Brightside Online Mentoring 101


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Brightside Online Mentoring 101

  1. 1. Online Mentoring 101
  2. 2. • About Brightside • Types of online communication • Delivery methods • Top five tips for delivering a successful project Introduction
  3. 3. About Brightside • National mentoring charity with 10 years’ experience of delivering successful projects with over 160 partners • We want to make sure that it’s talent, not background, that determines the education opportunities and careers that are available to young people
  4. 4. About Brightside We connect young people with role models and information, guiding them towards opportunities and careers in which they can make the most of their talents and skills. We do this through: • Online mentoring – working with organisations who want to reach out to and inspire young people using our online mentoring platform • Online resources – researching and writing articles that give young people useful, relevant and impartial information on all aspects of education and careers
  5. 5. What is online mentoring? • Online mentoring is a supportive, structured relationship where mentees talk to their mentor about their future • It relies on communication through email or the internet and is flexible across time and distance
  6. 6. 2 minutes Types of online communication 6
  7. 7. Types of delivery method • One to one • Group • Peer • Blended/combined face to face and online – Linking online mentoring to summer schools and taster days (e.g. matching all participants with an ementor as a follow-up) – Running online mentoring alongside face-to-face meetings – Group online mentoring (e.g. as a follow-up to student ambassador visits in schools) – Using online mentoring to complement short term projects or focused interventions with young people (e.g. enterprise competitions)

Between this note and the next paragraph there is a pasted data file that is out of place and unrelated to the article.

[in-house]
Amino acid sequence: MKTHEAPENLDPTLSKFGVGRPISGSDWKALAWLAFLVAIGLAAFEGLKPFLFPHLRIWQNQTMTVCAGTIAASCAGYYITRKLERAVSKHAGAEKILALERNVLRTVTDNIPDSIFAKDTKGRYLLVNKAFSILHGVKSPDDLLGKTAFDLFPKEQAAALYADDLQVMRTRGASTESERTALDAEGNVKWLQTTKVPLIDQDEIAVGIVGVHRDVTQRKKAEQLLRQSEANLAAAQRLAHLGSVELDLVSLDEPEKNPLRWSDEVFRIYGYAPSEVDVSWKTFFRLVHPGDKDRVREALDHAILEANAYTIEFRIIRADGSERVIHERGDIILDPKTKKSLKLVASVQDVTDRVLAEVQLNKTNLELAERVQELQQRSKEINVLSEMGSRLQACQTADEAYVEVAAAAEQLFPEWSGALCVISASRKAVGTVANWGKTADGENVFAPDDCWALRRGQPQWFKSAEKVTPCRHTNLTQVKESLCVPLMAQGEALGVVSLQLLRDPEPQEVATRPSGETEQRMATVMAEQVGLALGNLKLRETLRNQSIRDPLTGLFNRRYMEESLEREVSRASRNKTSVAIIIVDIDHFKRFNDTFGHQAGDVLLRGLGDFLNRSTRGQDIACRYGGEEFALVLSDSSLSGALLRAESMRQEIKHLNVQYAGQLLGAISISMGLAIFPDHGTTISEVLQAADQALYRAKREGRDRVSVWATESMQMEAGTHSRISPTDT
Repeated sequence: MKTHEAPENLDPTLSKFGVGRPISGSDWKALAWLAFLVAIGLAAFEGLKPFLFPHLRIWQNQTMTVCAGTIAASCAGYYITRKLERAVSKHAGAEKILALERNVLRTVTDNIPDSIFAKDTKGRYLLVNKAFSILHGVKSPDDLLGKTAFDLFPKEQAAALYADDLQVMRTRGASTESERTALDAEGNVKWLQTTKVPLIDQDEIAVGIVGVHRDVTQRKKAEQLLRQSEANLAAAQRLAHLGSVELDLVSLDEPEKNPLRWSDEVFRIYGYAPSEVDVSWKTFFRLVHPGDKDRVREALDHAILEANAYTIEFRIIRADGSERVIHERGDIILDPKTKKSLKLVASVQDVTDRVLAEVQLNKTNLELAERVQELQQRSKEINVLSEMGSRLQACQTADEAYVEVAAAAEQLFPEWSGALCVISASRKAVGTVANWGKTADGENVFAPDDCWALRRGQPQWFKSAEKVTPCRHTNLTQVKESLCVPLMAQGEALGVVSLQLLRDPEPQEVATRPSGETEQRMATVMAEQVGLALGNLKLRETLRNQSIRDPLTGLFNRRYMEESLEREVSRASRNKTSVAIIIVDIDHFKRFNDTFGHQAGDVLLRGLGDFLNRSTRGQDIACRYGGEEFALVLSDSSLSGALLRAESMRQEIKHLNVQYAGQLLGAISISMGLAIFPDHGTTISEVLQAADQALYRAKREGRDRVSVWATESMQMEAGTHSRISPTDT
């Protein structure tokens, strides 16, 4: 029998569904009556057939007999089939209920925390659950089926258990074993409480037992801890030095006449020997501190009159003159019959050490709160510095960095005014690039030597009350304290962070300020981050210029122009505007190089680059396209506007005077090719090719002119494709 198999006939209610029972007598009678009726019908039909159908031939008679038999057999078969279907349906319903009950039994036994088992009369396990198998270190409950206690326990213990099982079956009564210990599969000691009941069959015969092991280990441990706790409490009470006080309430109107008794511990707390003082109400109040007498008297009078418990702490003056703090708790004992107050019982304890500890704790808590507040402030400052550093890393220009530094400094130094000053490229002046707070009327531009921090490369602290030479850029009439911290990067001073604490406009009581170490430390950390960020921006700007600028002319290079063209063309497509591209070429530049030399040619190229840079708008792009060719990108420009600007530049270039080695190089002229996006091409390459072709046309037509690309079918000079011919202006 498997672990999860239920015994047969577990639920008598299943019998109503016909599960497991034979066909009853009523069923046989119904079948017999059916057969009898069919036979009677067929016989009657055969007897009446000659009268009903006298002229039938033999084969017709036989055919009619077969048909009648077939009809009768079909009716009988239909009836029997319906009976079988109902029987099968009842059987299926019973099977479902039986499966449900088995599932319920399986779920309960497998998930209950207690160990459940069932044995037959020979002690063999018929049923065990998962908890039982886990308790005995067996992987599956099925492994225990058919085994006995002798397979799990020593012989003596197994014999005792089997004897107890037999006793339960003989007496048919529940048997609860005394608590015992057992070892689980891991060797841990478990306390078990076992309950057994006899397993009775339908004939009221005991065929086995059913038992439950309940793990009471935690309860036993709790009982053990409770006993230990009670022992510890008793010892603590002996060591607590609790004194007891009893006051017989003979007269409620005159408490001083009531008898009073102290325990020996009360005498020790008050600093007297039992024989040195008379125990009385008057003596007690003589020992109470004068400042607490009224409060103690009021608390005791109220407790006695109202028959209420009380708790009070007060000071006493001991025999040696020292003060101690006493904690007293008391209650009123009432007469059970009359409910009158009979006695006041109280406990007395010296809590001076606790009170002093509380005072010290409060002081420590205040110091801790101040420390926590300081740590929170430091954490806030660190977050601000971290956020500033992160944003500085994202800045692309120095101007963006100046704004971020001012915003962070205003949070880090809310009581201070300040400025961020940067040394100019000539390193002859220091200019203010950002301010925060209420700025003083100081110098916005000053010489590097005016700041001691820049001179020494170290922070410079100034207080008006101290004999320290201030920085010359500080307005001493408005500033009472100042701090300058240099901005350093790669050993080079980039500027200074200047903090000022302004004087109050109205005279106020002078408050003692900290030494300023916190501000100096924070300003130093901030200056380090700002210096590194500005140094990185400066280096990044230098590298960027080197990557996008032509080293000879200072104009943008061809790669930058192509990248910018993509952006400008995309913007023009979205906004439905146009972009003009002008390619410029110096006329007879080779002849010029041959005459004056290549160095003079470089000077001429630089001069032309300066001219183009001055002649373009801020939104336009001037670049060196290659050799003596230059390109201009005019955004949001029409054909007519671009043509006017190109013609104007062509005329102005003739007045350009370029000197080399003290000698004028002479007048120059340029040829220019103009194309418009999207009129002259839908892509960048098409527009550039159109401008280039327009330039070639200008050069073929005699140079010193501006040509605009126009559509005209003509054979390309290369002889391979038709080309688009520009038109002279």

8. 8. Clear aims and objectives u
  9. 9. AIMS What are the main changes you are trying to achieve? What is to be accomplished? OBJECTIVES What steps are you going to take to get there? OUTCOMES What are the benefits to participants?
  10. 10. • Transition - 14-19 year olds linked with undergraduates or professionals, in order to widen access to higher education, or encourage participation in employment or post-16 training • Retention - First year undergraduates linked with second or third year undergraduates, in order to help support their transition to higher education and reduce university drop-out rates • Employability & alumni - Final or penultimate year undergraduates linked with a professional, in order to encourage them to think about their next career steps and to develop their employability skills
  11. 11. When’s best to launch? a) The week students return from the summer holidays b) Just after the October half-term break c) Just before the Christmas holidays Clear timeline
  12. 12. Clear recruitment and matching v
  13. 13. Recruitment • Deciding on your recruitment criteria (e.g. how will you ensure that your users fall into the widening participation / ‘disadvantaged’ group?) • Establishing the numbers you will aim to work with, and coming up with a strategy in case you recruit too many or too few mentees or mentors • Planning your recruitment activities carefully – freshers’ fairs, student ambassadors, workplaces, alumni networks… • Emphasise benefits to mentors as well as mentees!
  14. 14. 1 minute What criteria might you match on? 6
  15. 15. • Gender • Subject base • Ethnicity / culture / religion • Personality • Age • Interests • Geography
  16. 16. Training w
  17. 17. • Training methods – face to face, webinar… • Can you build this into existing training programmes? • Include interactive activities • Topics to cover – Aims and objectives: what’s in it for me? Who’s who? – Expectations: how often should participants message? – Building trust and starting the relationship – Online communication – Safeguarding: what to do/who to contact – Practicalities: how to use the platform/website – Support and resources available
  18. 18. Structured support x
  19. 19. • Training resources available after session • Do mentors and mentees know how to contact you? • External resources • Mentor support networks • Mentoring schedule – what should mentees and mentees be talking about? When?
  20. 20. Monitoring and evaluation y
  21. 21. • Regular communication with users • Chase those who aren’t engaging: by email/phone/in person/via school contact • Check in regularly with all users – not just those who aren’t engaging • Motivating users – e.g. ‘Mentor Pair of the Month’ • Evaluating your project – before/during/after
  22. 22. uClear aims and objectives vClear recruitment and matching wTraining xStructured support yMonitoring and evaluation
  23. 23. 0207 922 7800